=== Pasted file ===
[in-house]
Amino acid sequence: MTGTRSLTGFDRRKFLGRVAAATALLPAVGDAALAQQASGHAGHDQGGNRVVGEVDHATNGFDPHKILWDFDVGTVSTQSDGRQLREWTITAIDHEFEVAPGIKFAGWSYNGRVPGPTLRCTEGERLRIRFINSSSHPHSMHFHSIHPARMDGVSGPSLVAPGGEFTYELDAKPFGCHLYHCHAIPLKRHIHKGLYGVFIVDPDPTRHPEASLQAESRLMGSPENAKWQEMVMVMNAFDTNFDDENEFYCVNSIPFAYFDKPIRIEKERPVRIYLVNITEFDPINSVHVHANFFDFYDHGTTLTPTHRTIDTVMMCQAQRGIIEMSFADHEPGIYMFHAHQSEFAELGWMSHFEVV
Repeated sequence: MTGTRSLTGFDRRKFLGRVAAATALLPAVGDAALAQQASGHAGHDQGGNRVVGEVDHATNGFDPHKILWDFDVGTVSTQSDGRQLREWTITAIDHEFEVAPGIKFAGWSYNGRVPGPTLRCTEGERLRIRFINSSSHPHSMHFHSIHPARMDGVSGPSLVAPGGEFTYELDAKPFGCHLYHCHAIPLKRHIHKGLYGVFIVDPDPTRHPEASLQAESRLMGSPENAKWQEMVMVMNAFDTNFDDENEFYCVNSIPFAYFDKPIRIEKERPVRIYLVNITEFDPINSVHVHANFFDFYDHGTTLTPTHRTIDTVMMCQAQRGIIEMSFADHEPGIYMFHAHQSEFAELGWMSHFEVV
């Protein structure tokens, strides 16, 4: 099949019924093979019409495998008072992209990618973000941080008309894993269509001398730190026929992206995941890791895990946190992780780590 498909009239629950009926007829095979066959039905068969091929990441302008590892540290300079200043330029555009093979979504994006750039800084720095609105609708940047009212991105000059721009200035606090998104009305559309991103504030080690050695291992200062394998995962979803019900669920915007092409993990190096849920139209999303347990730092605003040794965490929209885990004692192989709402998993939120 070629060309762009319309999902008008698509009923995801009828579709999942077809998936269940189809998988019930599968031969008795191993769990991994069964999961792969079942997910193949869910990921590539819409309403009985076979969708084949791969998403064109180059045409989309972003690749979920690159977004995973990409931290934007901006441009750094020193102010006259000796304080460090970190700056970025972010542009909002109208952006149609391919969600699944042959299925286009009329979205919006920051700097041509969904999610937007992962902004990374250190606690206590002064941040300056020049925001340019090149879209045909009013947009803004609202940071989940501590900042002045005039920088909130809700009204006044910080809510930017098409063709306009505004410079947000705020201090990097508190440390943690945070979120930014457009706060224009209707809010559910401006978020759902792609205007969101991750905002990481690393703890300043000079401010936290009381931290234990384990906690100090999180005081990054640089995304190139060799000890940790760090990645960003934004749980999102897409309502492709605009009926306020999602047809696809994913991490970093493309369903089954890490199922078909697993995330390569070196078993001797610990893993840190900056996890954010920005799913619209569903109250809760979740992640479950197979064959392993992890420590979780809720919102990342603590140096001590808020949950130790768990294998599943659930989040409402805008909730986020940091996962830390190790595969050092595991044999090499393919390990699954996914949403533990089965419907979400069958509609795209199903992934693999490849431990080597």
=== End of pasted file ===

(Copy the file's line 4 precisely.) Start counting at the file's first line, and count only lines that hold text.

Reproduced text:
């Protein structure tokens, strides 16, 4: 099949019924093979019409495998008072992209990618973000941080008309894993269509001398730190026929992206995941890791895990946190992780780590 498909009239629950009926007829095979066959039905068969091929990441302008590892540290300079200043330029555009093979979504994006750039800084720095609105609708940047009212991105000059721009200035606090998104009305559309991103504030080690050695291992200062394998995962979803019900669920915007092409993990190096849920139209999303347990730092605003040794965490929209885990004692192989709402998993939120 070629060309762009319309999902008008698509009923995801009828579709999942077809998936269940189809998988019930599968031969008795191993769990991994069964999961792969079942997910193949869910990921590539819409309403009985076979969708084949791969998403064109180059045409989309972003690749979920690159977004995973990409931290934007901006441009750094020193102010006259000796304080460090970190700056970025972010542009909002109208952006149609391919969600699944042959299925286009009329979205919006920051700097041509969904999610937007992962902004990374250190606690206590002064941040300056020049925001340019090149879209045909009013947009803004609202940071989940501590900042002045005039920088909130809700009204006044910080809510930017098409063709306009505004410079947000705020201090990097508190440390943690945070979120930014457009706060224009209707809010559910401006978020759902792609205007969101991750905002990481690393703890300043000079401010936290009381931290234990384990906690100090999180005081990054640089995304190139060799000890940790760090990645960003934004749980999102897409309502492709605009009926306020999602047809696809994913991490970093493309369903089954890490199922078909697993995330390569070196078993001797610990893993840190900056996890954010920005799913619209569903109250809760979740992640479950197979064959392993992890420590979780809720919102990342603590140096001590808020949950130790768990294998599943659930989040409402805008909730986020940091996962830390190790595969050092595991044999090499393919390990699954996914949403533990089965419907979400069958509609795209199903992934693999490849431990080597």